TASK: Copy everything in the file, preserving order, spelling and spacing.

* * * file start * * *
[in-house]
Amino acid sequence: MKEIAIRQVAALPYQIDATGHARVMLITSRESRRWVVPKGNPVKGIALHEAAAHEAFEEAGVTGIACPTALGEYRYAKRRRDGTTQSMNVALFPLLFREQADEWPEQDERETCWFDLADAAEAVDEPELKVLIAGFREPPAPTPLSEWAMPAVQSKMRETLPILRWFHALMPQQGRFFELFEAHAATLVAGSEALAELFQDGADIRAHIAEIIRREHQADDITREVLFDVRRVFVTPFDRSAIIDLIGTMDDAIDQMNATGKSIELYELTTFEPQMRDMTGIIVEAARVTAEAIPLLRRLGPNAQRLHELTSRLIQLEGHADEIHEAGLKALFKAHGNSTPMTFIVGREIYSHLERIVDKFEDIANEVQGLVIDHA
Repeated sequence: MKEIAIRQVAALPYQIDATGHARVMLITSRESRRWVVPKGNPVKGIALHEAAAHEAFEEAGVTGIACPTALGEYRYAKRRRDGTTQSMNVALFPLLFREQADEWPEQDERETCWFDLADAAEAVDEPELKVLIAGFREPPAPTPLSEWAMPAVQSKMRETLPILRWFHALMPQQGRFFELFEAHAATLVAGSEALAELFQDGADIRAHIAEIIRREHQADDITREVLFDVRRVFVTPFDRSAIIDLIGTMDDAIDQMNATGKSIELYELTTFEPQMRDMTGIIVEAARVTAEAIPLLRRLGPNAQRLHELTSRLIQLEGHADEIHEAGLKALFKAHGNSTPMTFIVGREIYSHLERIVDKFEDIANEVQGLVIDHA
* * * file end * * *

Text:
[in-house]
Amino acid sequence: MKEIAIRQVAALPYQIDATGHARVMLITSRESRRWVVPKGNPVKGIALHEAAAHEAFEEAGVTGIACPTALGEYRYAKRRRDGTTQSMNVALFPLLFREQADEWPEQDERETCWFDLADAAEAVDEPELKVLIAGFREPPAPTPLSEWAMPAVQSKMRETLPILRWFHALMPQQGRFFELFEAHAATLVAGSEALAELFQDGADIRAHIAEIIRREHQADDITREVLFDVRRVFVTPFDRSAIIDLIGTMDDAIDQMNATGKSIELYELTTFEPQMRDMTGIIVEAARVTAEAIPLLRRLGPNAQRLHELTSRLIQLEGHADEIHEAGLKALFKAHGNSTPMTFIVGREIYSHLERIVDKFEDIANEVQGLVIDHA
Repeated sequence: MKEIAIRQVAALPYQIDATGHARVMLITSRESRRWVVPKGNPVKGIALHEAAAHEAFEEAGVTGIACPTALGEYRYAKRRRDGTTQSMNVALFPLLFREQADEWPEQDERETCWFDLADAAEAVDEPELKVLIAGFREPPAPTPLSEWAMPAVQSKMRETLPILRWFHALMPQQGRFFELFEAHAATLVAGSEALAELFQDGADIRAHIAEIIRREHQADDITREVLFDVRRVFVTPFDRSAIIDLIGTMDDAIDQMNATGKSIELYELTTFEPQMRDMTGIIVEAARVTAEAIPLLRRLGPNAQRLHELTSRLIQLEGHADEIHEAGLKALFKAHGNSTPMTFIVGREIYSHLERIVDKFEDIANEVQGLVIDHA